When I started designing the Luna Crossbody, I wanted to create a simple bag with a slim profile that could hold the bare essentials: cards, money, my phone, keys, and my go-to combo of chapstick and lipstick. When I’m out running around town, I don’t want to be weighed down with a lot of extra stuff. And listen, I know we all say we’ll keep our purses organized, but the larger the purse, the more things we can fit into it. And the more awkward moments we have at the checkout digging around for our wallet through crumpled receipts, notes, pens, phone chargers, headphones, fabric samples, and granola crumbs. And the more moments of rage when we can’t find our keys. What I’m saying is, I like a place for everything and everything in it’s place, easy to find. And for me, it’s best when that place is small.

I’m also the kind of person that likes a bag that goes with everything (I’m the same way with shoes). It’s not that I don’t love handbags (and shoes), but I am prone to analysis paralysis and purse-switch-induced F.O.L.S.O. (Fear Of Leaving Something Out). When you make your own bag, you can make it in any color or finish you desire, a.k.a. the most complimentary to your personal style (and you can make several, if that’s your thang, too). Win, win!

Here is my roundup of styles to inspire your Luna Crossbody!


Pops of Color (and Colorblocking!)

1: colorblocking / 2: bold color mixing / 3: bold colors that go with everything / 4: neon (because you can!) 5: unexpected color / 6: not a circle bag, but more colorblocking inspiration (please, someone indulge me)

I know I just said that I like a bag that goes with everything, but hear me out: pops of color can behave like neutrals and give even your most basic outfit a surge of style. I made my first Luna out of a fantastic sunny yellow canvas and it’s the best accessory decision I’ve maybe ever made, in my humble opinion. There are several opportunities to colorblock with this bag, too! Add a neon strap, play with color on the piping (this is on my todo list), or punch up your exterior pocket. You’ll feel like a fashion insider, promise.


Pattern Play

1: geometric gems / 2: abstract art / 3: go wild / 4: tribal traditional / 5: tropical-inspired / 6: stripes are always in / 7: feminine floral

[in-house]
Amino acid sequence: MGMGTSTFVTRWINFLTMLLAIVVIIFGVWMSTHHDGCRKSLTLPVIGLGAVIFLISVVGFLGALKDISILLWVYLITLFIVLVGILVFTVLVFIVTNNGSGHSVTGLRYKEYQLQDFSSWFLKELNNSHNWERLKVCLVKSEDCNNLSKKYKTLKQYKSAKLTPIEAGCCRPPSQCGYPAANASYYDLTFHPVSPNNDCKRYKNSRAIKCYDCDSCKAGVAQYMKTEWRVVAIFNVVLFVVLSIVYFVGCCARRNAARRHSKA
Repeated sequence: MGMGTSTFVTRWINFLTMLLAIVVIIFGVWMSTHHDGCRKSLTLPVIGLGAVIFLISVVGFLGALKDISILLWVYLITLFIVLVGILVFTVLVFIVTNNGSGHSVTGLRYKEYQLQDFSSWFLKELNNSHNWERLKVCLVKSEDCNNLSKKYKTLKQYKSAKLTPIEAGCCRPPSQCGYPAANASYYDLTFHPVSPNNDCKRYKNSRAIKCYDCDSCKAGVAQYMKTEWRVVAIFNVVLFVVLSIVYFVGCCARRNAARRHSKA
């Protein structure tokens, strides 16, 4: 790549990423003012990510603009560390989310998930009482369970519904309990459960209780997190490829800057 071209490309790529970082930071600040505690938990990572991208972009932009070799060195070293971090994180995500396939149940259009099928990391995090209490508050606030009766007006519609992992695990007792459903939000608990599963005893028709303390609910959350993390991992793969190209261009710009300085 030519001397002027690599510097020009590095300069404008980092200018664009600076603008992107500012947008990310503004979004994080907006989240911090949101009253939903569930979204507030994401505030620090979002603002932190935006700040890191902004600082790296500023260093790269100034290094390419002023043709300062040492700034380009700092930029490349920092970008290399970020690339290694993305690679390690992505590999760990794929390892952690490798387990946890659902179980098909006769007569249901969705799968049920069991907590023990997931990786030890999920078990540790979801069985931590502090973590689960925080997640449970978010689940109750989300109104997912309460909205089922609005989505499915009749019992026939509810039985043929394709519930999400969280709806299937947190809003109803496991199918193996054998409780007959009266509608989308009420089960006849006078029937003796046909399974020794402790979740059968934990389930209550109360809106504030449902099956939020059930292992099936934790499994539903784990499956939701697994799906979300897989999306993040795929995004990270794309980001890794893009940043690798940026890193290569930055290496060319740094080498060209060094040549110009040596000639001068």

Ah, prints! From bold geometrics to flirty, feminine florals there are so many opportunities to let your personal style shine. Maybe you have some beautiful woven fabric that you bought on vacation, or you want to try your hand at painting abstract shapes onto canvas. This little half-circle bag is the perfect vehicle for showing off your print savvy (and your personality—isn’t it great how pattern can do that?).

Classic Neutrals

Everyone needs that bag that is truly a multi-outfit wonder. I present to you this stunning array of classic neutrals. Canvas and leather are the stars here. The nice thing about creating something with a neutral palette is that you have endless sources for your materials (seriously, you’ll have very little trouble finding fabrics in black, white, and brown), AND you can really focus on the stitch details and hardware selection if you want to take your construction skills to the next level.


1: tassels and charms / 2: fringes / 3: applique techniques / 4: embroidery and monogram / 5: diy printed fabrics / 6: sashiko stitching and mending / 7: quilting

I have several images in my head of a beautifully simple Luna with a flourish of embellishment: solid canvas with a gorgeous spot embroidery on the exterior pocket; fringe in place of the piping on the bag perimeter; block printed fabrics (oooh, and pattern mixing!). Y’all. Make my dreams come true! I have an entire [collection of] board(s) on Pinterest dedicated to all of these slow-craft DIY techniques, if you need further inspiration (hint, hint, wink, wink).

I could go on! But I will stop there. Now that you have a few ideas brewing for the design of your Luna, you are ready to start sourcing your materials. In the next few posts, I’ll be sharing what to look for and where to find it when it comes to selecting your materials and supplies.

September 22, 2020 — Casey Sibley